Unlocking Philippines’ Potential as an International Air Hub
New airports planned for the greater Manila region have potential to unlock the Philippines’ potential as a new regional hub in the Asia-Pacific region.
Cebu Pacific board advisor, Garry Kingshott, tells Smart Aviation APAC that the Philippines’ geographic location provides some unique opportunities.
“For instance, there have been people booking flights from northeast Asia to Australia through the Philippines because of price. There is also potential to connect India and the US” via Manila, he says.
But Kingshott says other major cities in Asia – such as Singapore and Hong Kong – generally have an advantage over Manila, because of geographic location. He says these cities are better located for most long-haul routes. He cites as an example, traffic from Australia and Asia to Europe, arguing Manila is too far east, with very few non-stop services to Europe.
One of the issues the Philippines faces in becoming an international air hub, is that Manila Ninoy Aquino International Airport (NAIA) is subject to infrastructure and slot constraints. It is difficult to expand the airport, as it is in a densely populated area.
Kingshott says if the Philippines is to develop a successful international air hub – catering to transit traffic – it must develop a new airport in the greater Manila.
The key is to play on the Philippines’ strengths, such as the country’s strong macroeconomic growth, Kingshott says.
He says it would be difficult to develop an international air hub in another part of the country, because you need the base load that comes from point-to-point business traffic and clearly Manila is the business capital of the Philippines.
He also says for the Philippines to be an international air hub, the country’s airlines need to be more focused on becoming hub carriers.
Kingshott says because Cebu Pacific is a low-cost carrier, it has traditionally focused on point-to-point traffic, in line with the low-cost airline business model.
Industry observers say this is unlikely to change. The airline does offer ‘self-connect’ services using ‘best available’ sector fares which allow passengers to book multi sector journeys. But this is mostly booked as international to domestic services rather than international to international.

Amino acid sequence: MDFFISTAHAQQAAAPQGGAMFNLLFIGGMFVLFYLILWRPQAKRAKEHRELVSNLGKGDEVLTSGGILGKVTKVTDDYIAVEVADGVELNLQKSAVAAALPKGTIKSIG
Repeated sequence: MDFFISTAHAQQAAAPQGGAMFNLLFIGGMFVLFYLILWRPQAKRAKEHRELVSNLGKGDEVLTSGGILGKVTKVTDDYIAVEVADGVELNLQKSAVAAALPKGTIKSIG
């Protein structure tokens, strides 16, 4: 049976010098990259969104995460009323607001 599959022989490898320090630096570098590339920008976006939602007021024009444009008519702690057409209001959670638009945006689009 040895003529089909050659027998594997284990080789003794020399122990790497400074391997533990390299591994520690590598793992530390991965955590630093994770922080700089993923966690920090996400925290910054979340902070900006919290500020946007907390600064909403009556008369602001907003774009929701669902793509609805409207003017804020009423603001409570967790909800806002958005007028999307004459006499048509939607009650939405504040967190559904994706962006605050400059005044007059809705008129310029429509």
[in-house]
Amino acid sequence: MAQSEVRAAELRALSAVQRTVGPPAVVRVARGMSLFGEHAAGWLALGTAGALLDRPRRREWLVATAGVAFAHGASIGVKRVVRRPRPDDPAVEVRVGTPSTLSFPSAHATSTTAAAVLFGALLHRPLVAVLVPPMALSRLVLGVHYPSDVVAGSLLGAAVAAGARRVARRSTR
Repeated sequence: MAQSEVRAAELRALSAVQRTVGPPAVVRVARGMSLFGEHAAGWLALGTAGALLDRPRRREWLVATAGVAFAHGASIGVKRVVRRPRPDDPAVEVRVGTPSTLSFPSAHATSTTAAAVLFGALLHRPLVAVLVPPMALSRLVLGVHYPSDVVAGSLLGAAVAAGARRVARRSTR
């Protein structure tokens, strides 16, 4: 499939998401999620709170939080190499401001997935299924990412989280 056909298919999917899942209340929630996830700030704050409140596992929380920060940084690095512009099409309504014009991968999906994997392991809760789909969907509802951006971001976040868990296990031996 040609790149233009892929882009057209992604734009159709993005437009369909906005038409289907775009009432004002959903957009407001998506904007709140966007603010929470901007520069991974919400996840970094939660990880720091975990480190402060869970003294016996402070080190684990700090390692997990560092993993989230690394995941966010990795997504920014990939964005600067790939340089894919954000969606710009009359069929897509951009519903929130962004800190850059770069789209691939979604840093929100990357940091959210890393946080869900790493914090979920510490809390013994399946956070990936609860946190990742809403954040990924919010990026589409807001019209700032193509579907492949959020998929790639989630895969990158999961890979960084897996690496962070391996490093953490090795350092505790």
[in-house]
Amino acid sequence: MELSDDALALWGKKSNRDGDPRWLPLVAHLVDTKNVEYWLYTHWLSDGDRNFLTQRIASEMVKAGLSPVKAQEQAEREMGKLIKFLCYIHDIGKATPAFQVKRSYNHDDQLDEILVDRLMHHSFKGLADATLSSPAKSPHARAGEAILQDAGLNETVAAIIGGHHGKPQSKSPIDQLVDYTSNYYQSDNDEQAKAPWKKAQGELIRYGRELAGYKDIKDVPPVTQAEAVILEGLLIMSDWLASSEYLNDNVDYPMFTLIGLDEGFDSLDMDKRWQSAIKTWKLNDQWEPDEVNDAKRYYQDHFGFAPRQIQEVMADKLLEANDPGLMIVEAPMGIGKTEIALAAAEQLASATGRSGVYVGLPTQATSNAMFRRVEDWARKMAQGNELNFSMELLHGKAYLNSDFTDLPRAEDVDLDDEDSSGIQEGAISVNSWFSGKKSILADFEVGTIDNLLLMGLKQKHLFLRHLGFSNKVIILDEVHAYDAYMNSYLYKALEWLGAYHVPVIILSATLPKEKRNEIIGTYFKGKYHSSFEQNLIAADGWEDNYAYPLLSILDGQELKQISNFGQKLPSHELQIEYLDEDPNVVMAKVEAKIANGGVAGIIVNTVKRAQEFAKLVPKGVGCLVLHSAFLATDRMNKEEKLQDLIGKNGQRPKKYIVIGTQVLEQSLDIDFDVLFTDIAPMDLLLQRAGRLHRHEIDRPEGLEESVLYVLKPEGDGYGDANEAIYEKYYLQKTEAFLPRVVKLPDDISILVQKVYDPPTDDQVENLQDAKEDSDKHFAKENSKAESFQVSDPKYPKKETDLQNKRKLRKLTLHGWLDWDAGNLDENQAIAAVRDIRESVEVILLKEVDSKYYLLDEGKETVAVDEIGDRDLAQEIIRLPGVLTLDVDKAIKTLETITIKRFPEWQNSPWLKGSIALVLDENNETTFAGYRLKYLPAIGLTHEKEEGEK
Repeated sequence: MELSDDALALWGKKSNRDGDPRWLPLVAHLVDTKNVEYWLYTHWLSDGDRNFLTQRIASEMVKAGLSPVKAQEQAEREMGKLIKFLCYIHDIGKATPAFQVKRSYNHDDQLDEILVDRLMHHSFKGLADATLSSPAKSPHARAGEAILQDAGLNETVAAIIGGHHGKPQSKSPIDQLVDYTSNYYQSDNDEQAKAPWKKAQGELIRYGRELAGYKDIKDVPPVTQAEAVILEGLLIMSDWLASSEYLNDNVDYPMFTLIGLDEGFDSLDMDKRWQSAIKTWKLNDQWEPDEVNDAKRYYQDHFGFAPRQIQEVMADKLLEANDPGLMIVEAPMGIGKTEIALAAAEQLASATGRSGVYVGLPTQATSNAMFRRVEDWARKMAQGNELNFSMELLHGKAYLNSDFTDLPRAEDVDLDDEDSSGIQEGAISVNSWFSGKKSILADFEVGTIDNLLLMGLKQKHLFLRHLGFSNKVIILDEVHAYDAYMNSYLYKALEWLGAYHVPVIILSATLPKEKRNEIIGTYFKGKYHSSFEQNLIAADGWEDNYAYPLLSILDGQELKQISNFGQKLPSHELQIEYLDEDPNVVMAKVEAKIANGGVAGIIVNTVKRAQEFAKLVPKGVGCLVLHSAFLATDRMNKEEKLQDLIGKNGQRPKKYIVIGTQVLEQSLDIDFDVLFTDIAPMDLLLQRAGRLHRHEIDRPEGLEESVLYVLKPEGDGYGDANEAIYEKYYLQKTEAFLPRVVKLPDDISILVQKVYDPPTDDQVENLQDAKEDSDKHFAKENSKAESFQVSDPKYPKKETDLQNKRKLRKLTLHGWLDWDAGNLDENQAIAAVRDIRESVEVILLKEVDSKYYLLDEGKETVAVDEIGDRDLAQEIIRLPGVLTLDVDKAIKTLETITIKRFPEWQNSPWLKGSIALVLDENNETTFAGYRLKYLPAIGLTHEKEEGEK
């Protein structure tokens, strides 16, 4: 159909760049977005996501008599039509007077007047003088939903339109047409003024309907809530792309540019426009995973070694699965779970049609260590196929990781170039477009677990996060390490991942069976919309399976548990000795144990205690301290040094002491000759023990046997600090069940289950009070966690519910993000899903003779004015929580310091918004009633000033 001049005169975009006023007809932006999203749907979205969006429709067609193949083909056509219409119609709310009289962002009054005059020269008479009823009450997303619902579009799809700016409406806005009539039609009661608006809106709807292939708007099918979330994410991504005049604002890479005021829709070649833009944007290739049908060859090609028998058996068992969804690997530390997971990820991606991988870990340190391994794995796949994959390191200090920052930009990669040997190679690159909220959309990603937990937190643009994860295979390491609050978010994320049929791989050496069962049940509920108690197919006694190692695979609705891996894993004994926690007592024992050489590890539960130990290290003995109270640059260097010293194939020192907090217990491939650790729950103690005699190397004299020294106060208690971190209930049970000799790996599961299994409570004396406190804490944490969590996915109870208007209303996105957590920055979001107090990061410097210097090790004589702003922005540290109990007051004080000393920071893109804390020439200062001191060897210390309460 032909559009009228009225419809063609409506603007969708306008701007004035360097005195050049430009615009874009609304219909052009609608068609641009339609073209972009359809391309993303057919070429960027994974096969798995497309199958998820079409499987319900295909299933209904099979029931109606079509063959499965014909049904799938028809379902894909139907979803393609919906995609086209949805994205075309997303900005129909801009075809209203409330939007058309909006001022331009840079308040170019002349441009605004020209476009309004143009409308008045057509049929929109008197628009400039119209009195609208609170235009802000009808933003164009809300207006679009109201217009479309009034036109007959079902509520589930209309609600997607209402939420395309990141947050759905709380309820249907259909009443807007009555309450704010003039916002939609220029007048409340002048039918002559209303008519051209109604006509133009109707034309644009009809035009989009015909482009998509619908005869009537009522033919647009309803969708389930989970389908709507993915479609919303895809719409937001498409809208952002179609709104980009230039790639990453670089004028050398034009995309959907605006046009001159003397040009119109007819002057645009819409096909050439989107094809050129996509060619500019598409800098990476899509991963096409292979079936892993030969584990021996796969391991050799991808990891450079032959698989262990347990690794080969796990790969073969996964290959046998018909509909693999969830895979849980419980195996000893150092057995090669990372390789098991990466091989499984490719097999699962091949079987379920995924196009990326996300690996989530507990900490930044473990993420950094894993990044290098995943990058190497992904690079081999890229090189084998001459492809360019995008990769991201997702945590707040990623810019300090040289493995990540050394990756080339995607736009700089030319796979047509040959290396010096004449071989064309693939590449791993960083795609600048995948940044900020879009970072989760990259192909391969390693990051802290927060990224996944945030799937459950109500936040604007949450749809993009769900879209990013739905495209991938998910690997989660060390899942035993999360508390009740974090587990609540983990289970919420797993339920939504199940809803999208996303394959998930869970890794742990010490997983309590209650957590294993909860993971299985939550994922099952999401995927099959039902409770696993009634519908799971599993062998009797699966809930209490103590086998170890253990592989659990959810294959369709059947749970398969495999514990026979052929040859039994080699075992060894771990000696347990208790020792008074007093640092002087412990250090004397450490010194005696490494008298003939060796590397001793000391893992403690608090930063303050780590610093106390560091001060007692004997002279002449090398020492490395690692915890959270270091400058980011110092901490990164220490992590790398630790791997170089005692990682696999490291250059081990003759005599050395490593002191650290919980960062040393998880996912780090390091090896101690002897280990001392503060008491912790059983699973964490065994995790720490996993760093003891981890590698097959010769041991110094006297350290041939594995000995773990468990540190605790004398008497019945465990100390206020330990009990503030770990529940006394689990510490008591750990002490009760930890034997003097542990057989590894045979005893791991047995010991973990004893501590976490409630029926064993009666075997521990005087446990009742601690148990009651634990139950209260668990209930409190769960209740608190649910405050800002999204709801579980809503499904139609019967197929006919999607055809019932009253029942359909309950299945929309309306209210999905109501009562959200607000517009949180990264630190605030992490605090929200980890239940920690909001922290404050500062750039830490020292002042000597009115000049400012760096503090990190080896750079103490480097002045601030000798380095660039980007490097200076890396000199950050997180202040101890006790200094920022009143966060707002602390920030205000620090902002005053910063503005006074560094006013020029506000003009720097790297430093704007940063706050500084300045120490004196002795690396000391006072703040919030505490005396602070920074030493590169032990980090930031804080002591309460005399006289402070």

Full-service carriers are generally the ones that have created global hubs. Lufthansa built Frankfurt as a hub, Emirates created Dubai as a hub and Singapore Airlines helped develop Changi Airport as a hub.
For an airport to become a significant aviation hub, it generally requires a large local carrier to offer an extensive network of flights going east to west and or north to south with schedules built out in such a way that create banks of flights to minimize connection times.
Philippine Airlines (PAL), which is a full-service carrier, has traditionally focused more on point-to-point traffic and appears not to have significantly targeted transit traffic.
Industry observers say PAL still needs to develop its network further if it is to become a hub carrier. The airline also has very few codeshare partners and has yet to join an airline alliance.
But PAL president, Jamie Bautista, told IATA’s Airlines magazine in October that the airline is working towards becoming a hub carrier. He says they see potential to have passengers from North America transit in Manila on their way to India and destinations in Southeast Asia such as Kuala Lumpur and Jakarta. No Malaysian or Indonesian carriers fly to the US. India has potential too, because no aircraft have the range to fly non-stop from India to North America, so it is a market that must be served with a one-stop.
PAL flies to five cities in North America – New York, Los Angeles, San Francisco, Toronto and Vancouver. Bautista says it is considering launching services to Chicago and Seattle. He also says PAL this year plans to increase its network of destinations in Southeast Asia.
Bautista says PAL already has some transit traffic, namely people travelling between London and Australia via Manila. “So we know Manila and PAL have potential to be a solid hub if we get it right.”
But he says the impediment they face is Manila’s poor airport infrastructure. “Airport infrastructure is limiting our ability to grow, and this is our biggest problem. We want to fly more, but it is difficult to add even one flight during day time at Manila’s Ninoy Aquino International Airport.”
“We hope the government will resolve this issue.”
He also says: “We have high hopes for the construction of a new airport to serve the metro Manila area.”
“The Philippine president is determined to have this completed within his term of office,” he adds.
“The long-term aim is to make Manila a great hub. A global carrier needs a great international terminal with easy transfers. We don’t have that right now at Manila. PAL operates out of three terminals simultaneously.”
He says PAL uses Terminal 1 for international flights, Terminal 2 for domestic and international and Terminal 3 purely for domestic. Bautista says PAL’s US flights arrive in T1 but depart from T2, “which is confusing for passengers” but is necessary because of the airport’s capacity constraints.